the national interest

How Lucky Is Mitt Romney?

I have spent more than a year predicting the electoral demise of Mitt Romney. Here is a Mormon, once fervently pro-choice candidate running to lead an electorate whipped into a frenzied belief that Barack Obama’s health-care plan poses the most dire threat to liberty in American history, having imposed virtually the same plan in Massachusetts himself. Indeed, the economist who designed Romneycare also designed the Affordable Care Act. Romney has tried to elide the problem by citing a state-federal distinction that nobody actually cares about in practice, but even that turns out to be false, as Romney once supported the hated individual mandate at the federal level.

And yet here he is, poised to assume the Republican nomination as Rick Perry tries to stave off a total implosion. It is as if the 2004 Democratic presidential nomination was about to fall into the hands of Paul Wolfowitz. What happened?

The search for a viable alternative to Mitt Romney has been a long and oddly futile process. The requirements are not especially strict: one must be a Republican politician in good standing, be interested in becoming president, never have proposed national health care or tax increases, and be able to deliver teed-up scripted attacks on Romney. The combination turns out to be surprisingly difficult to put together.

One of the handy rules of politics is that any politician who claims to not seek an available promotion due to family interests is lying. Political families are for photo ops, not for consultation. And yet a series of mainstream Republican contenders have all, in apparent sincerity, declined to run due to their family’s desires: John Thune, Mitch Daniels, Paul Ryan. Jeb Bush begged off, sensibly, due to the branding problems entailed by his unfortunate last name and close blood relations.

Tim Pawlenty appeared to be the acceptable conservative non-Romney. He signaled a promising line of attack by coining a term “Obamneycare” to describe the undeniable similarities between Romney’s signature achievement and Obama’s hated, socialist freedom-killer. But then, in his first debate with Romney, Pawlenty weirdly refused to follow through. As Romney stood nearby with a cat-who-ate-the-canary smile, Pawlenty stumbled through an evasive soliloquy in which he could not come near a point. The disastrous moment sent his campaign into a death spiral, from which it never recovered.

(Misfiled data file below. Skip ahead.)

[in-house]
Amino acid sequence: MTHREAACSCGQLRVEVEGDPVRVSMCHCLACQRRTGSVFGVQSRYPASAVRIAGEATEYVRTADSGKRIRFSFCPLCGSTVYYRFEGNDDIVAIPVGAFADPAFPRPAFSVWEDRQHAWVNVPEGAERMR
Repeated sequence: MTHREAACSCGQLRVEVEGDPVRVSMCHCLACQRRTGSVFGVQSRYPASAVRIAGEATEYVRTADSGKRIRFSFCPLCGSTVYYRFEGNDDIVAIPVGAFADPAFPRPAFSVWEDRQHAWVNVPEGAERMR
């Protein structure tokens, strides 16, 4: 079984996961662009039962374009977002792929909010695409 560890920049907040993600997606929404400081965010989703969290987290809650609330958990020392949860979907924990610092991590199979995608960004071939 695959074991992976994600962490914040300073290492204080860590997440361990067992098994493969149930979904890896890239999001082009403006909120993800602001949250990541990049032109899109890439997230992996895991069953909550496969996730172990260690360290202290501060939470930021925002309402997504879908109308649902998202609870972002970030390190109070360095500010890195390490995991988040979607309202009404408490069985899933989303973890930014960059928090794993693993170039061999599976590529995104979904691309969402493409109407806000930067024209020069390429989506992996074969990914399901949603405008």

And now, Rick Perry. This is a man who was put on Earth to defeat Mitt Romney. He is the walking embodiment of the Republican id. His disembowelment of Kay Bailey Hutchinson in the 2010 Texas gubernatorial primary is the blueprint for attacking a favored Republican from the right. Simply substitute Romney for Hutchinson and “Romneycare” for “bailout” and the plan could not be more promising. And yet Perry, like Pawlenty before him, has found himself unable to deliver the line. In Thursday night’s debate, with a devastating attack teed, up, he began stammering painfully, looking as though he were about to fall asleep. You have to wonder if Romney is protected by some invisible force-field, which incapacitates the brain of any foe who approaches him.

Romney remains wildly vulnerable. Perhaps the latest non-Romney savior Chris Christie will jump into the race. Or perhaps Perry can learn to memorize his cue cards (or take dramatic action to shore up his anti-illegal immigration bona fides). Failing that, we may see a man walk into the nomination of a party whose electorate is dying to vote against him, simply because nobody else could stand in his path without keeling over.

How Lucky Is Mitt Romney?